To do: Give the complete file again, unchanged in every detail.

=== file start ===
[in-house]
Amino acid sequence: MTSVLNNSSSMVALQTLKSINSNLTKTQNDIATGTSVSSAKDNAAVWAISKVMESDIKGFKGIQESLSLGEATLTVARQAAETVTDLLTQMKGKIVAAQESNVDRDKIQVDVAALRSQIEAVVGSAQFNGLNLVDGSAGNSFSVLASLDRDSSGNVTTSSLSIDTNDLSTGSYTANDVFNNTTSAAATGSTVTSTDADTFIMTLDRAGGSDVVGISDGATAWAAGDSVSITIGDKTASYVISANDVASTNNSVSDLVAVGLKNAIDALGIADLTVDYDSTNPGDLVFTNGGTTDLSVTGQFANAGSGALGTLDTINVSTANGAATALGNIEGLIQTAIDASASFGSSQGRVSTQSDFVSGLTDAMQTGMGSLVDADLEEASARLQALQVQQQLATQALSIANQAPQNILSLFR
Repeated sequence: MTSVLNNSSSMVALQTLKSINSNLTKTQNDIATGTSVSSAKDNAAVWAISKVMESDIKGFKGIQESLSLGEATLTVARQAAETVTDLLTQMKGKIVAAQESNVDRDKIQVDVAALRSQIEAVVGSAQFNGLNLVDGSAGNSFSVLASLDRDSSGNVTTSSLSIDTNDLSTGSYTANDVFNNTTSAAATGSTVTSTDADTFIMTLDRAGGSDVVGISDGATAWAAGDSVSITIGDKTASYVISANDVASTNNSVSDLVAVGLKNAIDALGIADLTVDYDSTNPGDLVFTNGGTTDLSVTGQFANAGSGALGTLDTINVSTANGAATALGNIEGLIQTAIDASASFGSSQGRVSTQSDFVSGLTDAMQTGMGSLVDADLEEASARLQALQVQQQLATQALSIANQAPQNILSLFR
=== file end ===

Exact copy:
[in-house]
Amino acid sequence: MTSVLNNSSSMVALQTLKSINSNLTKTQNDIATGTSVSSAKDNAAVWAISKVMESDIKGFKGIQESLSLGEATLTVARQAAETVTDLLTQMKGKIVAAQESNVDRDKIQVDVAALRSQIEAVVGSAQFNGLNLVDGSAGNSFSVLASLDRDSSGNVTTSSLSIDTNDLSTGSYTANDVFNNTTSAAATGSTVTSTDADTFIMTLDRAGGSDVVGISDGATAWAAGDSVSITIGDKTASYVISANDVASTNNSVSDLVAVGLKNAIDALGIADLTVDYDSTNPGDLVFTNGGTTDLSVTGQFANAGSGALGTLDTINVSTANGAATALGNIEGLIQTAIDASASFGSSQGRVSTQSDFVSGLTDAMQTGMGSLVDADLEEASARLQALQVQQQLATQALSIANQAPQNILSLFR
Repeated sequence: MTSVLNNSSSMVALQTLKSINSNLTKTQNDIATGTSVSSAKDNAAVWAISKVMESDIKGFKGIQESLSLGEATLTVARQAAETVTDLLTQMKGKIVAAQESNVDRDKIQVDVAALRSQIEAVVGSAQFNGLNLVDGSAGNSFSVLASLDRDSSGNVTTSSLSIDTNDLSTGSYTANDVFNNTTSAAATGSTVTSTDADTFIMTLDRAGGSDVVGISDGATAWAAGDSVSITIGDKTASYVISANDVASTNNSVSDLVAVGLKNAIDALGIADLTVDYDSTNPGDLVFTNGGTTDLSVTGQFANAGSGALGTLDTINVSTANGAATALGNIEGLIQTAIDASASFGSSQGRVSTQSDFVSGLTDAMQTGMGSLVDADLEEASARLQALQVQQQLATQALSIANQAPQNILSLFR